In this lab, you will explore fMRI data from a single subject that was collected during a
simple language localizer of approximately 5 minutes.
During the scan, three kinds of trials were visually presented: well-formed sentences, lists
of unrelated nouns, and consonant strings (the paradigm was modeled on an anterior
temporal cortex localizer used by Rogalsky & Hickok, 2008 Cerebral Cortex). Each trial
was 4 seconds long: an initial 400ms of fixation cross followed by 9 consecutive words
presented using RSVP (rapid serial visual presentation) at 400ms stimulus onsetasynchrony (SOA), 200ms on and 200ms off). The three conditions were presented 20
times each in randomized order, intermixed with a total of 80 additional seconds of fixation
periods (in which only a fixation cross was presented), in order to improve the
deconvolution of the event-related responses.
Example Stimuli:
(A) - Sentence - The gray mouse quickly scurried underneath the dusty rug.
(B) – Noun list - pillow dragon tile clay milk ladder truck foil shell
(C) – Consonant string list – trkjcr tphqj rnd bspsjsqc kdr bbqtgx cklpd bfqnkr rhvnj
The data were recorded from a 3T scanner. During the functional run, 160 functional
volumes (36 axial slices, anterior commissure – posterior commissure AC-PC aligned,
3mm slice thickness, .3mm skip, in-plane resolution of 3.125mm) were acquired with a
gradient-echo sequence (repetition time=2s, echo time=25ms, flip angle = 90deg,
interleaved acquisition).
Note that the analysis procedure for this lab is greatly simplified compared to the state-ofthe-art in fMRI analysis today. If you would like to develop an analysis pipeline for a ‘real’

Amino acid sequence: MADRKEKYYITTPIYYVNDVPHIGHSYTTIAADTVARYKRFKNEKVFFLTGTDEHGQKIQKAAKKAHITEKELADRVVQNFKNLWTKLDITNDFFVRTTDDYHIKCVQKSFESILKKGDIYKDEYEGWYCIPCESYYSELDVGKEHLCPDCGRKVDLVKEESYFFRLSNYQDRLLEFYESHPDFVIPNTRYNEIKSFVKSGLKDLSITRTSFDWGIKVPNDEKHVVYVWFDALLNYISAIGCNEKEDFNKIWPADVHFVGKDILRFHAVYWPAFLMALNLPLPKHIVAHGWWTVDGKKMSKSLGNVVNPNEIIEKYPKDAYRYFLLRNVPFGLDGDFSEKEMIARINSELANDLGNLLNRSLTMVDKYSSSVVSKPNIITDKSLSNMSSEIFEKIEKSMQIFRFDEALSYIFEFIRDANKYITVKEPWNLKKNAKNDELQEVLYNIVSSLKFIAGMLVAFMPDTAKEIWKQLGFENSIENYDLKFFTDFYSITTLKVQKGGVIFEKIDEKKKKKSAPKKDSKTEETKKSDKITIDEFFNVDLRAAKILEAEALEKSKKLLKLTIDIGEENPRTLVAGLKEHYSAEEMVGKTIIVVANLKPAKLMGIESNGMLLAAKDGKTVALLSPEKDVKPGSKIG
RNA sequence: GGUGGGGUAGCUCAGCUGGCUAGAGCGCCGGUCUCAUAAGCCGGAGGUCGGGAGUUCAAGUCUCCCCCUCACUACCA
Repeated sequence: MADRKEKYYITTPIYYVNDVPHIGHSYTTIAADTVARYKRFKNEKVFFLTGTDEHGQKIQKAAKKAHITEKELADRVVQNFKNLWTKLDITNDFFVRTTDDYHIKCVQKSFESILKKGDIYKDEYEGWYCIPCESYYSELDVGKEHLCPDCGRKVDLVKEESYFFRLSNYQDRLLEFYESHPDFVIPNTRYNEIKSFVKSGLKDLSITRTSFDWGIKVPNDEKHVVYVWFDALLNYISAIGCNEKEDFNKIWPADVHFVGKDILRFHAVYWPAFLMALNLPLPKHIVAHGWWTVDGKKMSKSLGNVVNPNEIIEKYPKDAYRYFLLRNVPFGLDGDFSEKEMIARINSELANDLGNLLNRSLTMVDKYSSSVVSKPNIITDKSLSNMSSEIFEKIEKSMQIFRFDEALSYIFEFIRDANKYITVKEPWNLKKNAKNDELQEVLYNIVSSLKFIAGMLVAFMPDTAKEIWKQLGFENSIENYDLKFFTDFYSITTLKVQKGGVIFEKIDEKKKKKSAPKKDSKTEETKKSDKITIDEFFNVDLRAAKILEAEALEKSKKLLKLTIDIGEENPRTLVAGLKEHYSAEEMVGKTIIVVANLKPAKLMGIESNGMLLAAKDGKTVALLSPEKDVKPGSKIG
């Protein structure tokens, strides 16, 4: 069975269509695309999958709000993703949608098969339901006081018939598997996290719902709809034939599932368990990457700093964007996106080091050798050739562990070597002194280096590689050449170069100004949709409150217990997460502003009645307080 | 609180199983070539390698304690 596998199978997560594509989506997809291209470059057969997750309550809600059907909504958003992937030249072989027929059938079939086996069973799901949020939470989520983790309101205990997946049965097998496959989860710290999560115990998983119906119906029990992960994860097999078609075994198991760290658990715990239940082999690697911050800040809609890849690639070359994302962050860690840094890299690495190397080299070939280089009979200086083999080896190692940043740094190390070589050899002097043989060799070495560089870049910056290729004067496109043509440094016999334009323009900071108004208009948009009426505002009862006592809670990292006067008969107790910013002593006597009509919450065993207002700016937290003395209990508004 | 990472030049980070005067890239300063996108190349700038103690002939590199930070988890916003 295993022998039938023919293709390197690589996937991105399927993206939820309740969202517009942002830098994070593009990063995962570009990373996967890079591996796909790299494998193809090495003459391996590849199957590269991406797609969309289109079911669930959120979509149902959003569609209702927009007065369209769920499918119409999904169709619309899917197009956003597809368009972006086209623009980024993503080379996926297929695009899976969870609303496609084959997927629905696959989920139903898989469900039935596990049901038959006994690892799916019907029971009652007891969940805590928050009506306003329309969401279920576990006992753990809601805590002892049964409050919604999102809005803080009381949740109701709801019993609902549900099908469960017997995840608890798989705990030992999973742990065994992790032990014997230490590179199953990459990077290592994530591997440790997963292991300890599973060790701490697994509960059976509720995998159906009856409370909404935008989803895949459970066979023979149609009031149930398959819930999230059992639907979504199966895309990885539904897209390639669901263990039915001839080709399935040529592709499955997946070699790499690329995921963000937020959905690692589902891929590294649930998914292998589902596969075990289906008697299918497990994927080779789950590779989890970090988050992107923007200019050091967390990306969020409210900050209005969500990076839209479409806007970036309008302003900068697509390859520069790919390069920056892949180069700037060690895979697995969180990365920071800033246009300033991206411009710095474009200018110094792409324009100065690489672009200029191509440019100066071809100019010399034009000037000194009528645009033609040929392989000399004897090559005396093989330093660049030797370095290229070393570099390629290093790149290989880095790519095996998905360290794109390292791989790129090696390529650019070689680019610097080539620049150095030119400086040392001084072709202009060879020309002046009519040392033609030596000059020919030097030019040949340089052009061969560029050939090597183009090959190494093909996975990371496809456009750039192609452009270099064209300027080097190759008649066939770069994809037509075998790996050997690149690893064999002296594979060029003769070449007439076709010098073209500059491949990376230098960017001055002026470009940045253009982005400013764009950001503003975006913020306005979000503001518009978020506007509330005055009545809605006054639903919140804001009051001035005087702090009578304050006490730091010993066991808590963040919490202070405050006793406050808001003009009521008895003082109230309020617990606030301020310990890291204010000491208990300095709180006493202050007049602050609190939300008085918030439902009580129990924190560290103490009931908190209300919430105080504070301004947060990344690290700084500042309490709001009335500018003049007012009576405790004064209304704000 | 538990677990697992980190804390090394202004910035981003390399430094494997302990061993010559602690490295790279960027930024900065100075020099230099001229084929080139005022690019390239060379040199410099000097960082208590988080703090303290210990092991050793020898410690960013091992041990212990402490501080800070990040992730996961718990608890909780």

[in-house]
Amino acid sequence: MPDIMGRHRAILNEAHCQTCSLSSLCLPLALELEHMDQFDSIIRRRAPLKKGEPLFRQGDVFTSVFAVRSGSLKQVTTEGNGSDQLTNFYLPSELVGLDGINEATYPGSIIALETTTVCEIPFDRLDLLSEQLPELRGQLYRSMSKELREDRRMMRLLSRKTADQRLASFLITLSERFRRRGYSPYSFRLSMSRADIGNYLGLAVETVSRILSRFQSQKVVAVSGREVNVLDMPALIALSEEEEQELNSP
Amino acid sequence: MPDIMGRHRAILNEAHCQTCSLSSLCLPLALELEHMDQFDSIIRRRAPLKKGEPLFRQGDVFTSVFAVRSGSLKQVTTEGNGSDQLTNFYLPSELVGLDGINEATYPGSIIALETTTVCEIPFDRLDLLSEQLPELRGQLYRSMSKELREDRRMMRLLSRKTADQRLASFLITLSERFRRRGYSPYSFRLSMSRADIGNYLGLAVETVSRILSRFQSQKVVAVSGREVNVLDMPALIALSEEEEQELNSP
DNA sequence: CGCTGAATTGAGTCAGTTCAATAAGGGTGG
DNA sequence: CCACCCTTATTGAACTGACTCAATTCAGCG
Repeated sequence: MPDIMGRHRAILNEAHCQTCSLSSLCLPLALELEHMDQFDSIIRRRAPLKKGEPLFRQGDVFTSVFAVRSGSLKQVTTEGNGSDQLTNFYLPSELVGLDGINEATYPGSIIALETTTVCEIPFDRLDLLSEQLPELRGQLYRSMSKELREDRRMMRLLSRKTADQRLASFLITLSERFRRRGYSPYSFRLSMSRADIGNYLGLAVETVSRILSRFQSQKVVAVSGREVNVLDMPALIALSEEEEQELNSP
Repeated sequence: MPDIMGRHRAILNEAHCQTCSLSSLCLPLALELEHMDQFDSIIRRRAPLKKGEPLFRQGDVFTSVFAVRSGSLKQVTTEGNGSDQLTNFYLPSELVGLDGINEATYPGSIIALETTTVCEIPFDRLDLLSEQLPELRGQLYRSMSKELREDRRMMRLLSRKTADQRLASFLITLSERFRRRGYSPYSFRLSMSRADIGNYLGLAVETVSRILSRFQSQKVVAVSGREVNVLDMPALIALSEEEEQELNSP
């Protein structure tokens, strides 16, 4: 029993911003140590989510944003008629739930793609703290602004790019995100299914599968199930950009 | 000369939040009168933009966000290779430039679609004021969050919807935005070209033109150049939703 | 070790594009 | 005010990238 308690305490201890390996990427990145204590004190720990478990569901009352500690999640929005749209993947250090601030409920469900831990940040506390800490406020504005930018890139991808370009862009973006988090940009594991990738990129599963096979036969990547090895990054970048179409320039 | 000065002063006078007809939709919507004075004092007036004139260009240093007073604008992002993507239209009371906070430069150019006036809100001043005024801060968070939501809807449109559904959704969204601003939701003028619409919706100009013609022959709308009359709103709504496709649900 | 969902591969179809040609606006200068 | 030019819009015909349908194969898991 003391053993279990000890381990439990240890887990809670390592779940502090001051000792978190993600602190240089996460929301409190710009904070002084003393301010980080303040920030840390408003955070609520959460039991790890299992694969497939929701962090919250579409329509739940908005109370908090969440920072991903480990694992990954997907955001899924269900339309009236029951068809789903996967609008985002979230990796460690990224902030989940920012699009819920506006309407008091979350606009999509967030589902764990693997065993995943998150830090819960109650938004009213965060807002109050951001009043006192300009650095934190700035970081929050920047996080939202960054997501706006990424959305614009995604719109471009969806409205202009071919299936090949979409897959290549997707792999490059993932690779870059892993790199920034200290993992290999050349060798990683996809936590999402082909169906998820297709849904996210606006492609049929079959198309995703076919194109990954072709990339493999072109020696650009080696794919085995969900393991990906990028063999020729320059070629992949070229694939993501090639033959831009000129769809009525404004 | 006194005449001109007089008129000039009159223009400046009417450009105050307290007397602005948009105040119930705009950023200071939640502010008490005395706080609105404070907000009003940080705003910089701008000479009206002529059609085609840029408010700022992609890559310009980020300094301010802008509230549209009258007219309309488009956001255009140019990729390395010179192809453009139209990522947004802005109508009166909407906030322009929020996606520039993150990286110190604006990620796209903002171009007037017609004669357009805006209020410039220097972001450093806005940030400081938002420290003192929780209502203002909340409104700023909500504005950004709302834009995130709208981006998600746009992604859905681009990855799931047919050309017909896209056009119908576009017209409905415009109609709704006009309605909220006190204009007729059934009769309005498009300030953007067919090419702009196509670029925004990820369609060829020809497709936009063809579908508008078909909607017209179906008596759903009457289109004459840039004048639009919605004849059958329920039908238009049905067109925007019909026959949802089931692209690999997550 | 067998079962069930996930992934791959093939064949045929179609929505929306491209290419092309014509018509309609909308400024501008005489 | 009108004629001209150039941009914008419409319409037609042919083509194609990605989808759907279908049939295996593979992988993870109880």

fMRI project, come talk to me and I can direct you to some local experts. The analysis
procedure in this lab has been streamlined in order to give you a sense of the effects of
some of the most critical preprocessing steps without getting down in the weeds. These
also represent a minimal set of procedures that you could apply to your class project data.
The data for this lab is available at
You can do this lab in three ways:
(1) On your own Mac or Linux computer, after installing AFNI (just google afni, etc.)
(2) On the Mac machines in the MNC computer lab down the hall from our classroom
(AFNI is already installed on them)
(3) On the cephalopod analysis machine in the MEG lab in MMH 3416, on which you can
get a user account by emailing Anna Namyst ([email protected]). If you have access
to a Mac, you can then easily log into the machine remotely using Screen Sharing, so that
you do not have to come to MMH to work on the assignment. The analysis files are in a
shared directory that everyone has access to.
Setting up a remote access for cephalopod (Mac users only)
Note: You need to have Screen Sharing enabled. Go to Applications->System
Preferences->Sharing and turn it on by ticking the box for Screen Sharing on the left panel.
After receiving a new user account from the lab manager, open Finder. Click on the ‘Go’
tab, then ‘Connect to server’. Enter the server address vnc:// , and after
entering your new credentials, select ‘Connect to a virtual display’. You should be directed
to a new virtual desktop on the cephalopod machine.